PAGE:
Diagram courtesy Jack Cook, Woods Hole Oceanographic Institution
Scientists hold a piece of asphalt from one of the volcanoes. Photograph courtesy Molly Redmond, University of California, Santa Barbara
Published April 26, 2010
First discovered in 2007, the seven mounds sit about 700 feet (213 meters) beneath the ocean, roughly 10 miles (16 kilometers) offshore from Santa Barbara (see map).
Recent explorations using a submarine robot named Alvin have revealed that the largest dome is about as wide as two football fields laid side by side and is as tall as a six-story building. (Related: "Iceland Volcano Creates 27-Story 'Mountain.'")
The domes are made mostly of petroleum, or crude oil—essentially the same stuff used to pave highways and parking lots and the raw material for gasoline.
"If I could convert all the asphalt in the largest volcano to gasoline, it would be enough to fuel my Honda Civic for about half a billion miles," said lead study author David Valentine, an earth scientist at the University of California, Santa Barbara.
But there's little point in harvesting the asphalt mounds for fuel, he added, as "the quality of the material is very poor. ... It's not worth something like light sweet crude."
Analysis of samples taken from the mounds suggests they required several decades or even centuries to build up to their current size, and that the undersea volcanoes last erupted about 35,000 years ago.
"To me, as an oil-spill chemist, this was very exciting," study co-author Christopher Reddy, director of the Woods Hole Oceanographic Institution in Massachusetts, said in a statement. "I got to find out what oil looks like after ... 35,000 years."
Asphalt Eruptions Spurred Dead Zone, Oil Slick
The processes that drives asphalt volcanoes is not well understood, Valentine said. Scientists know only that such eruptions occur where natural oil and gas deposits are leaking from Earth's interior.
The team thinks the Santa Barbara asphalt volcanoes could account for a mysterious spike in ocean methane known to have occurred around 35,000 years ago.
"Methane is typically formed along with petroleum, so they are naturally associated," Valentine said. In addition, methane gas is still bubbling up in the vicinity of the asphalt mounds, even though the petroleum flow stopped long ago.
Eruptions of the California mounds might have once spewed enough methane to dramatically boost populations of methane-eating marine bacteria.
These bacteria depleted the water's oxygen, creating a giant "dead zone" in the Santa Barbara basin that was lethal to most marine life. (See "World's Largest Dead Zone Suffocating Sea.")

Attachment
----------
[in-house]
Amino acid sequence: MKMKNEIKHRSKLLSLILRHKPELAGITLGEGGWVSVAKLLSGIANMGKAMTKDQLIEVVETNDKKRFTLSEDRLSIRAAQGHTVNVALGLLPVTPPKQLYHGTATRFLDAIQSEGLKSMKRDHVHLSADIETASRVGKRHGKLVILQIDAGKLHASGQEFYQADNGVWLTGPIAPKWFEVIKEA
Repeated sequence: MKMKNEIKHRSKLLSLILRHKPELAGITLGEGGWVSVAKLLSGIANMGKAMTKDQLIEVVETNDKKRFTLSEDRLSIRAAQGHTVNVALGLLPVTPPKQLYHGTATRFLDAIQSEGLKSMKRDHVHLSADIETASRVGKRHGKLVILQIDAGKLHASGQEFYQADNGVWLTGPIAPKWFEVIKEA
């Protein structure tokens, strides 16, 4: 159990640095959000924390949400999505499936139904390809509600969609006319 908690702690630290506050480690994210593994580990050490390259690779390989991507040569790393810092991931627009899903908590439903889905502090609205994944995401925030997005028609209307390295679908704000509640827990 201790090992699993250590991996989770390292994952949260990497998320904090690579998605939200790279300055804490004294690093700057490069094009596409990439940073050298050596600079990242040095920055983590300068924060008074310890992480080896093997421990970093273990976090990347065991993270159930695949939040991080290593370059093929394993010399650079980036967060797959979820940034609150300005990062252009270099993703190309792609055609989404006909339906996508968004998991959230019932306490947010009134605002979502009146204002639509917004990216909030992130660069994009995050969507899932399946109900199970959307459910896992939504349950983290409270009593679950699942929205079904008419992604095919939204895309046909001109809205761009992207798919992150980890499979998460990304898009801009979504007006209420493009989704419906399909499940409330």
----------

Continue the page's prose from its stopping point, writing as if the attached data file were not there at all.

To make matters worse, the eruptions were also likely accompanied by enormous oil slicks on the ocean surface, as lighter petroleum molecules floated to top of the water column. (Related: "Undersea Volcano Erupts, May Form New Island.")
The asphalt domes themselves are made from heavier petroleum molecules that form when crude oil has not had enough time to "bake" in the Earth interior, Valentine said. As a result, the petroleum was more viscous than usual.
This heavier form of petroleum remained on the seafloor, congealing into swaying pillars of crude oil that gradually became polluted with microscopic creatures, sand, and other pieces of debris floating in the water.
"When we take that material and dissolve away all the oil ... about 20 percent of the mass is accumulated junk," Valentine explained. "As those things accumulated in the [petroleum], it became heavier and settled back down to the seafloor."
Over time, the successive layering of hardened asphalt created the giant mounds, which are described in the current issue of the journal Nature Geoscience.
Asphalt Domes Younger Than Thought?
Underwater asphalt mounds like those discovered off Santa Barbara are known elsewhere around the world, but they are relatively rare, Tom Lorenson, a geologist with the U.S. Geological Survey who was not involved in the study, said in an email.
Some, like ones recently discovered in the Gulf of Mexico, are even active. "I think there are [also] some in the Caspian Sea, the eastern Mediterranean Sea, and perhaps the Persian Gulf," Lorenson said.
Lorenson isn't convinced that the age estimates for the Santa Barbara mounds are correct, because their surfaces are relatively bare. The surfaces of other known mounds are heavily colonized by marine life, which suggests that the newfound domes are younger than thought.
However, it may be difficult to date asphalt mounds based on the abundance of sea life on their surfaces, because variations in petroleum composition could affect their habitability, said Ian MacDonald, a biological oceanographer at Florida State University, who also did not participate in the research.
One thing is certain: Asphalt mounds in general help create environments for marine life that might not otherwise exist.
"Processes that produce hard substrates in the deep ocean are rare. ... Generally speaking, the deep ocean is a muddy place," MacDonald said.
"I think it's really cool that there's this other process that we didn't really know about before that, at least in some places, is making pretty extensive hard bottoms for animals to colonize."
From impossibly fuzzy chicks to superfast divers, see some of our favorite National Geographic pictures of penguins in action.
Fish are easy pickings after this slow-moving predator blasts them with a cloud of insulin.
A grueling trek through a jungle, followed by a treacherous climb: How one team took on one of mountaineering's biggest tests.
The Future of Food
How do we feed nine billion people by 2050, and how do we do so sustainably?
We've made our magazine's best stories about the future of food available in a free iPad app.